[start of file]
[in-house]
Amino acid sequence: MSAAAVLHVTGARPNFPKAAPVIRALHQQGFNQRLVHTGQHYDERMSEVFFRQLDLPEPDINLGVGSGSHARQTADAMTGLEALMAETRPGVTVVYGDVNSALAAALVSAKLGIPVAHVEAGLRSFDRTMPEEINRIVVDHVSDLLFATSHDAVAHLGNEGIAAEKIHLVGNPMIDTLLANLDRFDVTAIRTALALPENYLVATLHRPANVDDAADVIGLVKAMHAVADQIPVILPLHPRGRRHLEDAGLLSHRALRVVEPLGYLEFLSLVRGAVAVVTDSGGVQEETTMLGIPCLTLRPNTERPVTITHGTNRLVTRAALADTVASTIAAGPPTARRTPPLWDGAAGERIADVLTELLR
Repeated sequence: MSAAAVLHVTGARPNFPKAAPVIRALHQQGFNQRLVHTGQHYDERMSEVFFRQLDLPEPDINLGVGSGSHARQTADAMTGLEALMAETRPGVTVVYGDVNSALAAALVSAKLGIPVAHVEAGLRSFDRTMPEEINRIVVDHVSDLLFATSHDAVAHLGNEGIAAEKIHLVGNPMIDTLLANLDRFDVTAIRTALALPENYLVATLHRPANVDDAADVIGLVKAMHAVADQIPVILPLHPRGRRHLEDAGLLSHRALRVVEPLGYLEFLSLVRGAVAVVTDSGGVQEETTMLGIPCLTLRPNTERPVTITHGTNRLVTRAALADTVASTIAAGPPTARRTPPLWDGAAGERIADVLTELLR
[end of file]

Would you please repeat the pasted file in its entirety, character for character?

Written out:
[in-house]
Amino acid sequence: MSAAAVLHVTGARPNFPKAAPVIRALHQQGFNQRLVHTGQHYDERMSEVFFRQLDLPEPDINLGVGSGSHARQTADAMTGLEALMAETRPGVTVVYGDVNSALAAALVSAKLGIPVAHVEAGLRSFDRTMPEEINRIVVDHVSDLLFATSHDAVAHLGNEGIAAEKIHLVGNPMIDTLLANLDRFDVTAIRTALALPENYLVATLHRPANVDDAADVIGLVKAMHAVADQIPVILPLHPRGRRHLEDAGLLSHRALRVVEPLGYLEFLSLVRGAVAVVTDSGGVQEETTMLGIPCLTLRPNTERPVTITHGTNRLVTRAALADTVASTIAAGPPTARRTPPLWDGAAGERIADVLTELLR
Repeated sequence: MSAAAVLHVTGARPNFPKAAPVIRALHQQGFNQRLVHTGQHYDERMSEVFFRQLDLPEPDINLGVGSGSHARQTADAMTGLEALMAETRPGVTVVYGDVNSALAAALVSAKLGIPVAHVEAGLRSFDRTMPEEINRIVVDHVSDLLFATSHDAVAHLGNEGIAAEKIHLVGNPMIDTLLANLDRFDVTAIRTALALPENYLVATLHRPANVDDAADVIGLVKAMHAVADQIPVILPLHPRGRRHLEDAGLLSHRALRVVEPLGYLEFLSLVRGAVAVVTDSGGVQEETTMLGIPCLTLRPNTERPVTITHGTNRLVTRAALADTVASTIAAGPPTARRTPPLWDGAAGERIADVLTELLR